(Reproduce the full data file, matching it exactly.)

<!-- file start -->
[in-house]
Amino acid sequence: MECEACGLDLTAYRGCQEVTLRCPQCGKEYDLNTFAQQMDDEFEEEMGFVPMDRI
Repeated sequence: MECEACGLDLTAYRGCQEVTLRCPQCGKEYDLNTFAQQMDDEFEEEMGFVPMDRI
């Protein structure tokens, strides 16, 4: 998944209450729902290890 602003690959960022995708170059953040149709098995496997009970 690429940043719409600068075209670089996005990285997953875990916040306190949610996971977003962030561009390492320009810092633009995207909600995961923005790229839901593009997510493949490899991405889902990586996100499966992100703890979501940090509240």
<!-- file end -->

[in-house]
Amino acid sequence: MECEACGLDLTAYRGCQEVTLRCPQCGKEYDLNTFAQQMDDEFEEEMGFVPMDRI
Repeated sequence: MECEACGLDLTAYRGCQEVTLRCPQCGKEYDLNTFAQQMDDEFEEEMGFVPMDRI
């Protein structure tokens, strides 16, 4: 998944209450729902290890 602003690959960022995708170059953040149709098995496997009970 690429940043719409600068075209670089996005990285997953875990916040306190949610996971977003962030561009390492320009810092633009995207909600995961923005790229839901593009997510493949490899991405889902990586996100499966992100703890979501940090509240």